Convergence Testing of Gauss-Seidel with out Shock-Propagation
Time-stepping without shock-propagation using iterative Gauss-Seidel solver. First we show convergence testing witout error correction using a 25 box stack
- 10 iterations box stack i10 wo error correction
- 100 iterations box stack i100 wo error correction
- 10000 iterations box stack i10000 wo error correction
Second we show convergence testing with error correction enabled, the same number of iterations are used for time-stepping and error-correction.
- 100 iterations box stack i100 w error correction
- 200 iterations box stack i200 w error correction
- 400 iterations box stack i400 w error correction
- 600 iterations box stack i600 w error correction
- 800 iterations box stack i800 w error correction
- 1000 iterations box stack i1000 w error correction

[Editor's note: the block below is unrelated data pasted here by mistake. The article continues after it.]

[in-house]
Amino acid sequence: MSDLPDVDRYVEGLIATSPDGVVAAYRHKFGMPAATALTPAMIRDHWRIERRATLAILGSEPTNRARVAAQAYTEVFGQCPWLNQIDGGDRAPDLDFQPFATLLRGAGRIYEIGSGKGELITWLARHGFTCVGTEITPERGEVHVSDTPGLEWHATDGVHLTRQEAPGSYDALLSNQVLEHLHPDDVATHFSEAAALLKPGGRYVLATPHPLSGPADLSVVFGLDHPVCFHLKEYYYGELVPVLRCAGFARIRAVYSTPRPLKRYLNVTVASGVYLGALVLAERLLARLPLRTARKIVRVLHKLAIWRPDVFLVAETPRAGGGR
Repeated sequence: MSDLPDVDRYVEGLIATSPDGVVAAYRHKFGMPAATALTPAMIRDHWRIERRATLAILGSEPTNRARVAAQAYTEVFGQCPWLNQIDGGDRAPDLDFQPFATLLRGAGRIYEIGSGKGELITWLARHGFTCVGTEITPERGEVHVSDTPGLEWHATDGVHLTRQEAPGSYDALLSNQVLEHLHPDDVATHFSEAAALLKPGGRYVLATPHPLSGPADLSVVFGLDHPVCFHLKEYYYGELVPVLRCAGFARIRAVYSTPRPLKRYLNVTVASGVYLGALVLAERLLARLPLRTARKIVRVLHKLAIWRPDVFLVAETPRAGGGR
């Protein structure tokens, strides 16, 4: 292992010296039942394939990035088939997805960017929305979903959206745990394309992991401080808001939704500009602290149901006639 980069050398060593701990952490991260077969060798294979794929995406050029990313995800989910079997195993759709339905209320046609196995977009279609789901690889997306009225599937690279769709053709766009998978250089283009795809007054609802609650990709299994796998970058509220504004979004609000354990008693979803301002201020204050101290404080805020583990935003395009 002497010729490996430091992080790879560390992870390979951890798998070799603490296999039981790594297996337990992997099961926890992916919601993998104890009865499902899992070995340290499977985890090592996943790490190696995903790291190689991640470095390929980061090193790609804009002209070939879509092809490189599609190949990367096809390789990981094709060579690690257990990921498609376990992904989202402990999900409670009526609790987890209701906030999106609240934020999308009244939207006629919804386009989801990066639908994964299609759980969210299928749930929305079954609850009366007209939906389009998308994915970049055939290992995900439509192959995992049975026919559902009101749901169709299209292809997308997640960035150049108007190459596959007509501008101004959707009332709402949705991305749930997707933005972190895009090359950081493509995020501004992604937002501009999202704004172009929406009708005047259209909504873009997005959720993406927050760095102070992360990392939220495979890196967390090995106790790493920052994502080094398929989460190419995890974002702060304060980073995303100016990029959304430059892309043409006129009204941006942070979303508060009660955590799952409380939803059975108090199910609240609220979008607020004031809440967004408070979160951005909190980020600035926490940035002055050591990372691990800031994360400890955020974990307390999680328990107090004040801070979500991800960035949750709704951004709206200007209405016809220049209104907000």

- 2000 iterations box stack i2000 w error correction
- 10000 iterations box stack i10000 w error correction
Notice that the box-stack appears more and more rigid when using more iterations, however it is clear, that this configuration suffers from a slow convergence rate. Third we use a 125 Ball Grid for comparison
- 10 iterations ball grid i10 wo error correction
- 100 iterations ball grid i100 wo error correction
- 100 iterations with error correction ball grid i100 w error correction
In the fourth convergence study we use a 200 brick wall scene
- 10 iterations wall i10 wo error correction
- 100 iterations wall i100 wo error correction
- 100 iterations with error correction wall i100 w error correction
In the fifth study we use a 320 brick tower
- 10 iterations tower i10 wo error correction
- 100 iterations tower i100 wo error correction
- 100 iterations with error correction tower i100 w error correction
Using Shock Propagation with and with-out Error Correction
Here a 125 ball grid scene is used for comparing between using error correction with and without shock-propagation. In both cases 5 iterations are used in the iterative Gauss-Seidel solver.
- With Shock-Propagation ball grid error correction w shock
- With out Shock-Propagation ball grid error correction wo shock